Parts of the old wall can still be found around the city – from Tower Hill to Blackfriars – and are (where accessible) free to view.

7. Richborough Roman Fort, Kent

Reconstruction illustration showing an aerial view of the fortified soldiers' barracks at the Roman town of Richborough
A reconstruction of the Richborough triumphal arch as it may have looked from the waterfront in about AD 120. Unusually, it was a ‘quadrifons’ arch, with an arch on each of its four sides, and would have been one of the largest in the Roman Empire© Historic England (illustration by Peter Lorimer)

Richborough – or Rutupiae – was founded by the Romans after their invasion of Britain in AD 43. Rutupiae was the major British port due to its position near the mouth of the Stour.

The most prominent ruin of Roman Richborough is the walls of the late- 3rd century fort, which formed part of defences against sea-borne raiders along the coast, known as the ‘Saxon Shore’. The site sits on what was once a small island or peninsula, which separated the Isle of Thanet from the mainland of Kent.

Make sure you book a ticket before visiting.

Read more about our excavations of the site.

Richborough Roman Fort
Richborough Roman Fort © Historic England Archive 27573_036

8. Roman Town House, Dorchester, Dorset

Roman town house
Photograph taken by Lucy Parry, Enrich the list contribution

This site is the only example of a fully exposed Roman town house in the country. It was built in around AD 307, quite late during the Roman occupation.

The Roman Town House sits in the grounds of County Hall in Dorchester, in what used to be the Roman town known as Durnovaria. It was discovered by Drew and Collingwood Selby and excavated in 1937-8.

The Roman Town House Project is currently underway.

9. Hardknott Roman Fort, Cumbria

Hardknott Roman fort
Photograph taken by P Hampel, Enrich the list contribution

Built between AD 120 – 138 to protect Harknott pass, these are the ruins of the Roman fort known as Mediobogdum. The site includes ruins of a bath-house, parade ground and tribunal, lengths of four Roman roads, areas of Roman quarrying and three cairns.

The fort was garrisoned by the Fourth Cohort of Dalmatians, an infantry unit 500 strong. It was evacuated during the reign of Antoninus Pius (AD 138 – 61) but re-occupied at some time during the mid-2nd century, before being finally abandoned by the end of the 2nd century.

Don’t miss the impressive views – the fort has an altitude of 800ft with a beautiful (and strategic) view over the River Esk.

What have we missed? Let us know your favourite Ancient Roman sites in the comments below.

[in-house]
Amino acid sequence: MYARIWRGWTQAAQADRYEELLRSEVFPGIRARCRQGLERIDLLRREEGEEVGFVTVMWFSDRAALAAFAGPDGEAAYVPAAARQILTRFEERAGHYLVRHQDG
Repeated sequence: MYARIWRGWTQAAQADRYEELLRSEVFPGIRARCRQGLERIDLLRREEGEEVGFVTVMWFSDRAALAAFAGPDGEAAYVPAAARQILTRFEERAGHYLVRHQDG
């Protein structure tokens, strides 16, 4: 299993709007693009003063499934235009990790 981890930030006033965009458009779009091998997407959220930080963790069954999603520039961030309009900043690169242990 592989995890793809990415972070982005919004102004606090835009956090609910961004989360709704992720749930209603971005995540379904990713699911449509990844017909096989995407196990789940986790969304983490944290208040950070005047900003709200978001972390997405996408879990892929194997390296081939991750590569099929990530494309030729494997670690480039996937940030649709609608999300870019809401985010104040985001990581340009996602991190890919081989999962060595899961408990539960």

Further Reading

16 comments on “9 Ancient Roman Ruins You Need to Visit

  1. I like visiting Chester (Deva). The walls are a brilliant walk….

  2. Hi, wonderful article. what about the Roman ruins near Whitebrook, Monmouthshire, Wales?

  3. Hadrian’s Wall,
    Corbridge Roman Town,
    Habitancvm Roman fort and Robin of Risingham,
    Petty Knowes Roman cemetery and Bremenivm Roman fort,
    Chew Green Roman forts and camps

  4. Dennis Noble

    Caerleon Roman Remains near Newport South Wales are the best I have visited, with the Fortress,Baths and Ampitheatre

  5. What about colchester.? Englands first Roman town.

  6. Trevor Colluney

    Fascination abounds – I worked in the golden age of schools in the 70’s when history teachers could model their own curriculum. Primary schools do this well – Key Stage 3 have become much more inhibited – having to cover so much in less time.
    Thank you I need to get these sites on my very big to do list

  7. David Went

    How about adding another nine – there’s plenty more to choose from, especially in the North.

  8. Henry Rothery

    The mosaics at Fishbourne Roman Palace in West Sussex are spectacular too!

  9. John Martin

    Can’t believe that you have Leicester’s Jewry Wall and Roman remains out of your list. Very disappointing.

  10. Ian Watson

    The Roman city walls at Silchester ( Calleva Atrebatum) in Hampshire are intact and most impressive

  11. Saddlebags and Backpacks - a brewer's outdoor adventures

    Caerwent (Venta Silurum) is a must

  12. Moira Birks


  13. Graham Melly

    Portchester Castle near Portsmouth must be on everyone’s list. It is an intact walled castle that has survived throughout history to the present day.

  14. Welwyn Roman Baths under the A1(M) in a vault.